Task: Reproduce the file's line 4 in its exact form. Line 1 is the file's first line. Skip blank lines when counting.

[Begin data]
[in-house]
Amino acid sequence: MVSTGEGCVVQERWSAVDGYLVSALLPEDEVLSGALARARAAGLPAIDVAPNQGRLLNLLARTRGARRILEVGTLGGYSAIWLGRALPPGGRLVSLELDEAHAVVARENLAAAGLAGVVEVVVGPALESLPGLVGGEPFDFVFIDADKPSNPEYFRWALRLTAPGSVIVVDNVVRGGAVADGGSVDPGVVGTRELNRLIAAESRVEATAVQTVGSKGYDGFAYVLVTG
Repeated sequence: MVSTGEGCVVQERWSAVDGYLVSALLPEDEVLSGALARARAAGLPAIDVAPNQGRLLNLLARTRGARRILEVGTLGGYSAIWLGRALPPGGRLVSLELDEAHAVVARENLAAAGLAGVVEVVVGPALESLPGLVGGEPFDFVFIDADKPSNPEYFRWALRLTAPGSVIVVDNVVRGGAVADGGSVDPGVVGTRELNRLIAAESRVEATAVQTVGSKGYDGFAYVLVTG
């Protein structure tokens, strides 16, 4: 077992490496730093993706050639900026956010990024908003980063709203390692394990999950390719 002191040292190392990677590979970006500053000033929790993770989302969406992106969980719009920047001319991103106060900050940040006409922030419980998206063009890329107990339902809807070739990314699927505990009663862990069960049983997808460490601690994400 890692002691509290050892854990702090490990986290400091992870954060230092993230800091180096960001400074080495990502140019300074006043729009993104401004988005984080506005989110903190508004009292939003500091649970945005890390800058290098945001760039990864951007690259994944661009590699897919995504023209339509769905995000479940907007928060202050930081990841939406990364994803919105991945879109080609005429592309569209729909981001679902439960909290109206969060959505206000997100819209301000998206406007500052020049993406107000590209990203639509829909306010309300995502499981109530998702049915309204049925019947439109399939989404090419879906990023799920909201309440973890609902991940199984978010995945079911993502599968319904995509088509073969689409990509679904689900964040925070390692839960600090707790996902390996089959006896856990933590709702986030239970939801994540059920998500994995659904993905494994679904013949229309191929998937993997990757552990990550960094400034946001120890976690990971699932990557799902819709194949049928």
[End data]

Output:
């Protein structure tokens, strides 16, 4: 077992490496730093993706050639900026956010990024908003980063709203390692394990999950390719 002191040292190392990677590979970006500053000033929790993770989302969406992106969980719009920047001319991103106060900050940040006409922030419980998206063009890329107990339902809807070739990314699927505990009663862990069960049983997808460490601690994400 890692002691509290050892854990702090490990986290400091992870954060230092993230800091180096960001400074080495990502140019300074006043729009993104401004988005984080506005989110903190508004009292939003500091649970945005890390800058290098945001760039990864951007690259994944661009590699897919995504023209339509769905995000479940907007928060202050930081990841939406990364994803919105991945879109080609005429592309569209729909981001679902439960909290109206969060959505206000997100819209301000998206406007500052020049993406107000590209990203639509829909306010309300995502499981109530998702049915309204049925019947439109399939989404090419879906990023799920909201309440973890609902991940199984978010995945079911993502599968319904995509088509073969689409990509679904689900964040925070390692839960600090707790996902390996089959006896856990933590709702986030239970939801994540059920998500994995659904993905494994679904013949229309191929998937993997990757552990990550960094400034946001120890976690990971699932990557799902819709194949049928």